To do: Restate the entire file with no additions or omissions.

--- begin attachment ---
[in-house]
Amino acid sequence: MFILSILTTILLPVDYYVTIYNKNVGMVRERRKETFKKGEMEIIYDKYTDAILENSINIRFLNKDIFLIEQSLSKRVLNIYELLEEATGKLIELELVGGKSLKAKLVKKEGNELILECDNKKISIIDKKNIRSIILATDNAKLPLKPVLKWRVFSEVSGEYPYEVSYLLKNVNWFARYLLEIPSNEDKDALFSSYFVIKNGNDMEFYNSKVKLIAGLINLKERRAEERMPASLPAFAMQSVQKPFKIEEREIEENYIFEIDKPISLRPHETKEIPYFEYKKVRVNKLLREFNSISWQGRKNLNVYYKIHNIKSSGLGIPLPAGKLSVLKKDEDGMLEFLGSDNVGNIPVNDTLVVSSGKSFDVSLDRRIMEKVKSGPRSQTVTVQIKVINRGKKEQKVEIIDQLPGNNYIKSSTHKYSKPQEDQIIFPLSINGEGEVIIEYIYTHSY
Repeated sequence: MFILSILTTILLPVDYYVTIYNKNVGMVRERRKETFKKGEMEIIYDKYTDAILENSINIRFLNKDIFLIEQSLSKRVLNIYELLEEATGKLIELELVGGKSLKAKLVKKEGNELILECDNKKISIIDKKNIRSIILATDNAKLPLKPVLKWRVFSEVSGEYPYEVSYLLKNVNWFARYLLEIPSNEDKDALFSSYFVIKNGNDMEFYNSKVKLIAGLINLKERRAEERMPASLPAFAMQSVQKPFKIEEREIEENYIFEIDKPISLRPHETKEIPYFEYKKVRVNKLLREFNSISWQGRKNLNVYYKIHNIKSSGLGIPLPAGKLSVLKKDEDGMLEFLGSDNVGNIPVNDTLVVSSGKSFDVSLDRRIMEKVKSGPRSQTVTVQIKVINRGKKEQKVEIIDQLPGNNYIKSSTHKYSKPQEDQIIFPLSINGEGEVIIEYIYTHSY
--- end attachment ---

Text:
[in-house]
Amino acid sequence: MFILSILTTILLPVDYYVTIYNKNVGMVRERRKETFKKGEMEIIYDKYTDAILENSINIRFLNKDIFLIEQSLSKRVLNIYELLEEATGKLIELELVGGKSLKAKLVKKEGNELILECDNKKISIIDKKNIRSIILATDNAKLPLKPVLKWRVFSEVSGEYPYEVSYLLKNVNWFARYLLEIPSNEDKDALFSSYFVIKNGNDMEFYNSKVKLIAGLINLKERRAEERMPASLPAFAMQSVQKPFKIEEREIEENYIFEIDKPISLRPHETKEIPYFEYKKVRVNKLLREFNSISWQGRKNLNVYYKIHNIKSSGLGIPLPAGKLSVLKKDEDGMLEFLGSDNVGNIPVNDTLVVSSGKSFDVSLDRRIMEKVKSGPRSQTVTVQIKVINRGKKEQKVEIIDQLPGNNYIKSSTHKYSKPQEDQIIFPLSINGEGEVIIEYIYTHSY
Repeated sequence: MFILSILTTILLPVDYYVTIYNKNVGMVRERRKETFKKGEMEIIYDKYTDAILENSINIRFLNKDIFLIEQSLSKRVLNIYELLEEATGKLIELELVGGKSLKAKLVKKEGNELILECDNKKISIIDKKNIRSIILATDNAKLPLKPVLKWRVFSEVSGEYPYEVSYLLKNVNWFARYLLEIPSNEDKDALFSSYFVIKNGNDMEFYNSKVKLIAGLINLKERRAEERMPASLPAFAMQSVQKPFKIEEREIEENYIFEIDKPISLRPHETKEIPYFEYKKVRVNKLLREFNSISWQGRKNLNVYYKIHNIKSSGLGIPLPAGKLSVLKKDEDGMLEFLGSDNVGNIPVNDTLVVSSGKSFDVSLDRRIMEKVKSGPRSQTVTVQIKVINRGKKEQKVEIIDQLPGNNYIKSSTHKYSKPQEDQIIFPLSINGEGEVIIEYIYTHSY